No winners in Avoniel bonfire dispute and threats must be condemned, says Orange Order's Mervyn Gibson
Paramilitaries part of Northern Ireland communities, says minister
Orange Order grand secretary Mervyn Gibson has said there were no winners in the Avoniel bonfire dispute and threats had to be condemned.
He said paramilitaries were part of Northern Ireland communities and "we had to deal with them day after day".
Rev Gibson was a prominent figure in the dispute between the bonfire builders and the council which attempted to remove the pyre from its land at the leisure centre. When the council opted to pursue the matter he urged for a peaceful response from the community.
A 'cultural celebration' was held with bouncy castles and marching bands descending on the location to show support for the bonfire. At one stage women and children formed a ring around the bonfire.
PSNI Chief Constable Simon Byrne said using women and children as a human shield was a “cynical ploy” by the east Belfast UVF. He acknowledged it was a factor in the PSNI’s ultimate decision not to move in against the bonfire builders.
Rev Gibson said he wouldn't condemn those to who were there to enjoy the bonfire and he didn't think women or children were used as a shield.
"I was there to make sure there was no violence to encourage people not to resort to violence and if the police came in to allow them to come in," he told the BBC Sunday Politics.
"I think that worked.
"There may have been other influences there. I wasn't involved with those influences I was there to help keep the peace and thankfully the peace was kept."
Rev Gibson said he was in no doubt other influences were involved other than the local community.
"Of course it is sinister but be honest every community has paramilitaries in them republican, loyalist. They are part of those communities, they are active in those communities and we have to deal with them day after day.
"If UVF tried to use the bonfire I would condemn it."
Earlier in the week Rev Gibson described the council's efforts to remove the bonfire as being "spiteful, vindicative and obsessive".
He said he was right to make the comment saying the council appeared intent to get the win on the issue.
"I don't think there was a winner in the end because tensions were raised. Thankfully it went off peacefully but now we have to build relationships again and move forward."
Over the week threats purporting to identify those contractors employed by the council to remove the bonfire material appeared on walls around the area. The graffiti has yet to be removed and the council has asked the police to investigate.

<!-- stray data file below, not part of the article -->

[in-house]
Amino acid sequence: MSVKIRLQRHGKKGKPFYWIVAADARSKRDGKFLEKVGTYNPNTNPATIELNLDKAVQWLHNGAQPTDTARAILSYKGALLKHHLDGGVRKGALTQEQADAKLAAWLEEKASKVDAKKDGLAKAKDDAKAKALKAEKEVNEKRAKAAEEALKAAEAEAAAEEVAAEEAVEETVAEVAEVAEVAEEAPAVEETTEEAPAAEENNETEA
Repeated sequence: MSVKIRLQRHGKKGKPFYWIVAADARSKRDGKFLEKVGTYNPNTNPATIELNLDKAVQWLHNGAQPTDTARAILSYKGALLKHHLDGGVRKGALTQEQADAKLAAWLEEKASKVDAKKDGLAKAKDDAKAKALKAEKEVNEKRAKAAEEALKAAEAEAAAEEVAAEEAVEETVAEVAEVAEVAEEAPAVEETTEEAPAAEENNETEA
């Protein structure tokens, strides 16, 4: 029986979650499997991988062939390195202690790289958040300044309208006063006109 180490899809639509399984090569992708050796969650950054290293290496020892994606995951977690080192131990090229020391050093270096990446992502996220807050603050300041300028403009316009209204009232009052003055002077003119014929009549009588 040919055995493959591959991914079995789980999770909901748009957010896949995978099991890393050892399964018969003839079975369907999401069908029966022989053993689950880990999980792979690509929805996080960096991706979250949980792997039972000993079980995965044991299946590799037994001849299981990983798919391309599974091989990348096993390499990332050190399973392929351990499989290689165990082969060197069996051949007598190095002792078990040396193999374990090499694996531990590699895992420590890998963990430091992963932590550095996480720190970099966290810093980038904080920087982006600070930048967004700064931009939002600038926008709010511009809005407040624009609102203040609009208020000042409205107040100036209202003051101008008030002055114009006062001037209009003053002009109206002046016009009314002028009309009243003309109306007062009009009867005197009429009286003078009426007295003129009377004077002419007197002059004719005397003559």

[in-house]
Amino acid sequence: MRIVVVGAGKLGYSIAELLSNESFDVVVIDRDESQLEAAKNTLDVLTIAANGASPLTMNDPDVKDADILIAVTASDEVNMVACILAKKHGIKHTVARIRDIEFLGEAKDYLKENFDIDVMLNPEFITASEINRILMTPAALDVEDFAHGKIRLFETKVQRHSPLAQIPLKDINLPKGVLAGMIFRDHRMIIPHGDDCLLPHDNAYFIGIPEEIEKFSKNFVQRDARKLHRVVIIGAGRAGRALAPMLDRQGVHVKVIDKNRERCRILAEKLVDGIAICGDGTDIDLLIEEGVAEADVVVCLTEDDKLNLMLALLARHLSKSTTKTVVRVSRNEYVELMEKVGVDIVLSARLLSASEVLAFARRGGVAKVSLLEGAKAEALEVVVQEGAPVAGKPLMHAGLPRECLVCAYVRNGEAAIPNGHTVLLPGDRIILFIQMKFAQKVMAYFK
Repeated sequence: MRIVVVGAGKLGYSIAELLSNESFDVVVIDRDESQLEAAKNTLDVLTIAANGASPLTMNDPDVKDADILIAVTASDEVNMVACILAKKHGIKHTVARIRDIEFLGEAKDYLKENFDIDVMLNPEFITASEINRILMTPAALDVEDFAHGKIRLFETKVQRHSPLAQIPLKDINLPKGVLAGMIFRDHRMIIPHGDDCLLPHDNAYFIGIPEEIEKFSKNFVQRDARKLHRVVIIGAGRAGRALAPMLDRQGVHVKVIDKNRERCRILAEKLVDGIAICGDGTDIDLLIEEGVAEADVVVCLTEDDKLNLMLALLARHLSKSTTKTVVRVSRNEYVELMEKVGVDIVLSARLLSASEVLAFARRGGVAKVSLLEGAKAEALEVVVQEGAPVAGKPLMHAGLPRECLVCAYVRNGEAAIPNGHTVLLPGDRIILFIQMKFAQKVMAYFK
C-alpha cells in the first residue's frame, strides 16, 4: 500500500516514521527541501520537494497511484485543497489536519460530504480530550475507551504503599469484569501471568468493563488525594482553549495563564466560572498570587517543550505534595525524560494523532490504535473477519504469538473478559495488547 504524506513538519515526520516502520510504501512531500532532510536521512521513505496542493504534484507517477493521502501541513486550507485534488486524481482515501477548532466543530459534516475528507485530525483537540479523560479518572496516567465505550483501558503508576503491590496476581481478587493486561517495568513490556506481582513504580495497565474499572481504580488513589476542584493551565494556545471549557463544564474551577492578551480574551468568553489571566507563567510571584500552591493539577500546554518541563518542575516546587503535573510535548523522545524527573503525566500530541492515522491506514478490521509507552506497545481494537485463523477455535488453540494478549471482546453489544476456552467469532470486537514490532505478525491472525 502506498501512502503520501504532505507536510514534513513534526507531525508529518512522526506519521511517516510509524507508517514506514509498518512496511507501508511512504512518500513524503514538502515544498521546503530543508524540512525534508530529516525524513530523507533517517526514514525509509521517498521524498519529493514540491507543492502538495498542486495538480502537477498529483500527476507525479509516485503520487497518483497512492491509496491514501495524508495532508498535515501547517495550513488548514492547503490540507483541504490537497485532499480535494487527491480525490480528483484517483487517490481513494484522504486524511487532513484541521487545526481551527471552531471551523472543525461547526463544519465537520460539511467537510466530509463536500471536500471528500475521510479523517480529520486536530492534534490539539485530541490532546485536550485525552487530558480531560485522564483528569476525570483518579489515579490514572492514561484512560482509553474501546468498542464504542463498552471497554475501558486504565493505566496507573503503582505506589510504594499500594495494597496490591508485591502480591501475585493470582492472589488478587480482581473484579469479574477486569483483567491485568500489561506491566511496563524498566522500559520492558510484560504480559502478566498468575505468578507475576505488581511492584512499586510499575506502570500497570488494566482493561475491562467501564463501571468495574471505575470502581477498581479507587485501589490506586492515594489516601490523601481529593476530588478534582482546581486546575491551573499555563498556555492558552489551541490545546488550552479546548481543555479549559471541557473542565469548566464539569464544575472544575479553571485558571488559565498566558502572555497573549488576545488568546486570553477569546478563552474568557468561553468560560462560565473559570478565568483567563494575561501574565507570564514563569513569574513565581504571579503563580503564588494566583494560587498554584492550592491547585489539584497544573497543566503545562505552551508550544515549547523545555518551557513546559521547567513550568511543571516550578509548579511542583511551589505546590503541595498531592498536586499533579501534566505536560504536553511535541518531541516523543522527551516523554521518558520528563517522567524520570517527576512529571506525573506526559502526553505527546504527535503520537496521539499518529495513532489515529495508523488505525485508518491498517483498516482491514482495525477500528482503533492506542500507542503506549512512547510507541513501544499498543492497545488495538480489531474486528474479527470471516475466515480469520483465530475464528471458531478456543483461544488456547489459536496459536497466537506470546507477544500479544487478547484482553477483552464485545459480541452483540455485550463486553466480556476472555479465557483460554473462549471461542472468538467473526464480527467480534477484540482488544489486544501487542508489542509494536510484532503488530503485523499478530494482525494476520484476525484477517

Rev Gibson said he was not ignoring police claims of UVF involvement.
"Of course there are other elements there. Republicans, Sinn Fein indeed for some time have a thing about the UVF in east Belfast," he said.
"And there is a UVF in east Belfast. There are elements of that UVF which are involved in criminality and I condemn that completely.
"But what I seen was people trying to work to make sure this was resolved peacefully.
"I condemn any threats that were made. I condemn any plans there was for violence. But those things didn't happen thankfully."
He said it was "totally appalling" contractors were named and threatened in graffiti in the area saying any attempt to remove the bonfire material should have been allowed to go ahead without incident.
"No body wants to see Northern Ireland show that face but sadly they did," he added.
"We had petrol bombs thrown by republicans on the eleventh night. We had a hoax bomb - indeed it wasn't a hoax it was a viable device - on the Twelfth and all those things need to be condemned."
Rev Gibson said the declarations on Twelfth on Brexit, Northern Ireland's place in the UK and support for Soldier F were right and proper denying they were "uncompromising".
On the prospect of any future Irish border poll he said there was always going to be one and it didn't concern him and as a democrat he would accept the outcome.
He said it would likely end in favour of the status quo but did not rule out leaving in the event of a vote in favour of reunification. He said it was the job of unionists to convince people of the merits of Northern Ireland remaining in the UK.
Belfast Telegraph Digital